The media aide to the former governor of Ekiti State Lere Olayinka Aresa has said that his principal (Ayo Fayose) remains strong in the custody of the Economic and Financial Crimes Commission (EFCC).
According to him, Fayose who has stayed over 24 hours in detention with the EFCC has refused to bow to a media trial by the Commission.
In his statement, Lere said; “Today is his second day in EFCC custody and I can say that his spirit is high and his will remains very strong,” he said.
Olayinka, who said the EFCC must stop acting irresponsibly by subjecting Nigerians to media trial whenever they lacked concrete evidence to sustain court trial, added that “the commission has started its usual lies by claiming that it discovered houses bought by Fayose with public fund.”
“Nigerians should recall that in 2016, operatives of this same EFCC attempted to seal up a guest house located at Gana Street, Maitama, Abuja, claiming that it belonged to Fayose. Whereas, the building belonged to a retired army general.”
Olayinka said since the EFCC claimed to have “overwhelming evidence” against the former governor, the most reasonable thing to do is to charge him to court and get him prosecuted with the overwhelming evidence at the commission’s disposal.
“However, since the EFCC is only being used to settle political scores, it is more comfortable with keeping Fayose in custody so as to achieve the agenda of keeping him out of circulation and embarking on its usual media trial.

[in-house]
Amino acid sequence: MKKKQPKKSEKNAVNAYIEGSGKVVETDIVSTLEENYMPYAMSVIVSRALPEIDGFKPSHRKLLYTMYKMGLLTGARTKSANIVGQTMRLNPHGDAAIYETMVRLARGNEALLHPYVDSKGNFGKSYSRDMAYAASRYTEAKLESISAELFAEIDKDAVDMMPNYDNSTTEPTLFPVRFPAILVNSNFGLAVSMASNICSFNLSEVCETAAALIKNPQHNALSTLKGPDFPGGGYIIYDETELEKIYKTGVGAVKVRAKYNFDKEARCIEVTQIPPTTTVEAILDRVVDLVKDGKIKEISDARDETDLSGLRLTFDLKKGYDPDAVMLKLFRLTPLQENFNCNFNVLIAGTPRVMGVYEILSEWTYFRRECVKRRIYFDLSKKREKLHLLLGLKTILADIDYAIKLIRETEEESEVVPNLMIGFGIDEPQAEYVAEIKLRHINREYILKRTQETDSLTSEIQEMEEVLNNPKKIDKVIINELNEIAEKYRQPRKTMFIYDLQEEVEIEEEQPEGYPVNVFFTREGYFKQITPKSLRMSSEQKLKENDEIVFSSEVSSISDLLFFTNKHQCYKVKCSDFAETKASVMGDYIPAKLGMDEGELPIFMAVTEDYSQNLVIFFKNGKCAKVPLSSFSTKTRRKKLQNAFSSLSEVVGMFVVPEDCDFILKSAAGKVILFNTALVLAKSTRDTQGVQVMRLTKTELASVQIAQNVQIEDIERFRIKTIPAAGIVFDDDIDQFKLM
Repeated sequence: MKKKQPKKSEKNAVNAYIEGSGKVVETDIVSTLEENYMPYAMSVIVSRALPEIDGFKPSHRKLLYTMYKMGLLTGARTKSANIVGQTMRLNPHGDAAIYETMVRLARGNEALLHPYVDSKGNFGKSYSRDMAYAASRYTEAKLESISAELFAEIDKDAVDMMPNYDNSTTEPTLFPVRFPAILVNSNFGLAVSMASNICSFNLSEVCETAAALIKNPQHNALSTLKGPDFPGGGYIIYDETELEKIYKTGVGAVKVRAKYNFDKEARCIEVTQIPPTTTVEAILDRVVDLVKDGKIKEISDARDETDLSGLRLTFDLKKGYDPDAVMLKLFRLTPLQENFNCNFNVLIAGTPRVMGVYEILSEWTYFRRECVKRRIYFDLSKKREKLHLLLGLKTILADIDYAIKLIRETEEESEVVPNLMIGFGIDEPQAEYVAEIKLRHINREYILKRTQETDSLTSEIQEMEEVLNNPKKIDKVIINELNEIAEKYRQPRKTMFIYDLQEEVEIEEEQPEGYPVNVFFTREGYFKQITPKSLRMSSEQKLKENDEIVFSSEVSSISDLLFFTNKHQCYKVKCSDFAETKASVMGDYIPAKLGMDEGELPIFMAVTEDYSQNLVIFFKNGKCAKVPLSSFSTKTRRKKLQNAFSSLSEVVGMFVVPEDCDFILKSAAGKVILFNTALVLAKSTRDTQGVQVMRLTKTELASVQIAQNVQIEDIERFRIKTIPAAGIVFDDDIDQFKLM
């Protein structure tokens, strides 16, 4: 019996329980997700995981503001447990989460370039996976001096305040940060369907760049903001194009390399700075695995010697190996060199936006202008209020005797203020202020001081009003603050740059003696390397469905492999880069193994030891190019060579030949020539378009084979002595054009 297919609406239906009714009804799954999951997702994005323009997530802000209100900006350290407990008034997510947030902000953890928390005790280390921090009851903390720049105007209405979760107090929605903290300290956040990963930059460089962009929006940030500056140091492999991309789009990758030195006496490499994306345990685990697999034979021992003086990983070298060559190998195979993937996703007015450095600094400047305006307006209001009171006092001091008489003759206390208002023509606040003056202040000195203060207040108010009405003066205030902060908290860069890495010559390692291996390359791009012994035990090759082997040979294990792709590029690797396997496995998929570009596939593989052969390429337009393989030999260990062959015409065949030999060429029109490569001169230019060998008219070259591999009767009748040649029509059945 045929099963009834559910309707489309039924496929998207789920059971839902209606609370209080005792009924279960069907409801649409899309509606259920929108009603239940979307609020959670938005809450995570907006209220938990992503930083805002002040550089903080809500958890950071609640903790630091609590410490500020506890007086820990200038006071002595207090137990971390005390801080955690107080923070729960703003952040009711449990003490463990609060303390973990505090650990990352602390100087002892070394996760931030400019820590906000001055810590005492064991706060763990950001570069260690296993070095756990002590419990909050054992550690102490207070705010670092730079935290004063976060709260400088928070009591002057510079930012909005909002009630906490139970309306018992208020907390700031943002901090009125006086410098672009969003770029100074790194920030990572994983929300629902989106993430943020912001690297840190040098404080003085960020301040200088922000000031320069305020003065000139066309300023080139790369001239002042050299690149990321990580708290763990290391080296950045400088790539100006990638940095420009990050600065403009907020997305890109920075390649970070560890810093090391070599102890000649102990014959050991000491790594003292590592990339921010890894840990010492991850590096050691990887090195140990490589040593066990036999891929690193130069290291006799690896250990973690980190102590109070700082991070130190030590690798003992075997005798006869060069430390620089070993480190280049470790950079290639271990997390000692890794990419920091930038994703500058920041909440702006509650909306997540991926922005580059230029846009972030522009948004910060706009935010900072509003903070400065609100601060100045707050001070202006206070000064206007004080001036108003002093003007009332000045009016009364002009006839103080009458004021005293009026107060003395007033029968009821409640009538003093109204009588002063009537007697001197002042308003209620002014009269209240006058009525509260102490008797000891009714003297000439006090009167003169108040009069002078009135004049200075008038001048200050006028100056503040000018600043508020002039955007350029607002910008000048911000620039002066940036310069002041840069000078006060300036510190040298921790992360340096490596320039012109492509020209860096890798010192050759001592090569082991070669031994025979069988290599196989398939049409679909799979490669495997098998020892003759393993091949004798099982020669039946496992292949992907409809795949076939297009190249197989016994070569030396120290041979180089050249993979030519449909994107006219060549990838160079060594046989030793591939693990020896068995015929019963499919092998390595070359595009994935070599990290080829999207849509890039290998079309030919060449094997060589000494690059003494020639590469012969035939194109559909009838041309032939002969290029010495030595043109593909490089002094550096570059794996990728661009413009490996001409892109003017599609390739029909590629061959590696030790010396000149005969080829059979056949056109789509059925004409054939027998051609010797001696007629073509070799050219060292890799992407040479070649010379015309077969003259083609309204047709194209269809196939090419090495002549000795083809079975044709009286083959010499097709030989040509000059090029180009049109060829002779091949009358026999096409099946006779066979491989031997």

“But on this Fayose’s matter, they have picked on a wrong customer and no amount of intimidation, blackmail and harassment will break his resistance to tyranny, agent of which the EFCC has become.”
No matter the decadence and the altitude of the altars of corruption in the African continent, I am too sure and highly optimistic that the future holds something better and sustainable for our Nations. Evil can only prevail for a while and the events of today is a fight between light and darkness and the obvious will always happen. Africa as a continent is passing through tough times today, we are the ones that all the aids come to, and we are the victims of ethnic wars and violence but all these are happening so that as a continent we would have a story to tell. A story of independence, of hope, one that led us through trial times, in disagreement with one another until we get to one of prosperity for posterity. It will be on record that we survived the toughest and fiercest level of violence. It will also prove that we have been able to develop political structures and systems that can’t be found anywhere in the world. For instance, Nigeria will be proud to say they developed and built a democracy that now accommodates over 400 ethnic groups equally, with a collective goal and vision. (Next Generation)